? DESCRIPTION (provided by applicant): NMDA receptors are involved in myriad aspects of CNS function including development, learning and memory but also neurological and psychiatric disorders. Understanding the intricacies of NMDA receptor properties, including permeability and gating, and how different subunit compositions can alter these properties, is critical in developing therapeutic interventions in CNS disorders. To be activated, NMDA receptors require the binding of two glycine and two glutamate molecules (or their equivalents). Several studies indicate that receptors bound by a single glutamate and two glycines do not open, though being singly-bound may facilitate subsequent opening upon a second exposure to glutamate. There are several ways in which NMDA receptors can become singly-bound by glutamate, including exposure to the low levels of ambient glutamate, spillover of glutamate from neighboring synapses and as synaptic receptors sequentially unbind their two glutamates following vesicular release. We propose to study the effects of NMDA receptors bound by two glycines and one glutamate on subsequent activation by a second glutamate binding event. As traditional methods of applying glutamate result in both singly and doubly-bound receptors, the effects of singly-bound receptors are difficult to study directly. Using two recently developed techniques that 1) force expression of NMDA receptors composed of two GluN1 subunits and two different GluN2 subunits and 2) covalently binding only one of the GluN2 subunits to a photoswitchable glutamate ligand, most, if not all, receptors can be forced into the singly-bound state and thus allow the study of a pure population of receptors. Using fast applications of glutamate to outside-out patches (saturating glycine), we will test whether singly-bound NMDA receptors can desensitize, whether the opening of a population of singly-bound receptors is facilitated following succeeding pulses of glutamate and whether the two glutamate binding sites exhibit cooperative binding. In addition, the glutamate unbinding rate from singly-bound receptors will be determined. This is an important parameter as its value determines the period during which a second pulse of glutamate can interact with singly-bound receptors. Together, determination of these properties of NMDA receptors will lead to better predictions about the timing and importance of activation of extrasynaptic receptors and synaptic receptors at neighboring synapses by spillover, as well as how synaptic NMDA receptors just across the synaptic cleft from active release sites respond to repetitive release events.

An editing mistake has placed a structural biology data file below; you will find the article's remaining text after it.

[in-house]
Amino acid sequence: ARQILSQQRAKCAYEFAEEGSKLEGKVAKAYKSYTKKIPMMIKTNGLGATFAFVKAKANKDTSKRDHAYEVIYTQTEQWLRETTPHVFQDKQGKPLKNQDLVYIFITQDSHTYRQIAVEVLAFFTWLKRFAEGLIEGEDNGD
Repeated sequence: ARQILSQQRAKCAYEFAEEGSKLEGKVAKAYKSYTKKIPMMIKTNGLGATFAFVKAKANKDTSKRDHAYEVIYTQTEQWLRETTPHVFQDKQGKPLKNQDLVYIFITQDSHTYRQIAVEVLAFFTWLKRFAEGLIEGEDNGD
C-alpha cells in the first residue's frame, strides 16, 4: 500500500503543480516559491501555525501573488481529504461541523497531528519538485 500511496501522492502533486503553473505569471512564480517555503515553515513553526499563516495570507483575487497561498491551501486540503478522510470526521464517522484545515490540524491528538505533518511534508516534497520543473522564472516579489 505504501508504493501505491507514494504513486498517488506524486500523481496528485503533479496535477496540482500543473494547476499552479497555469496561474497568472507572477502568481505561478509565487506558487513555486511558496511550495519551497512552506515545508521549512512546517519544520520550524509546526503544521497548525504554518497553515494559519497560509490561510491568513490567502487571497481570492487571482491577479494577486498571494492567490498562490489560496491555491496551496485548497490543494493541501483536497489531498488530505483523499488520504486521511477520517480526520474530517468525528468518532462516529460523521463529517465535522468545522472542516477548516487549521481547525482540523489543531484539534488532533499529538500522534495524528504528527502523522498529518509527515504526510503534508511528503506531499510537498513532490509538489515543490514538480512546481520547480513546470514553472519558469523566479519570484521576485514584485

|Effective start/end date||2/1/15 → 1/31/17|
- National Institutes of Health: $192,500.00
- National Institutes of Health: $231,000.00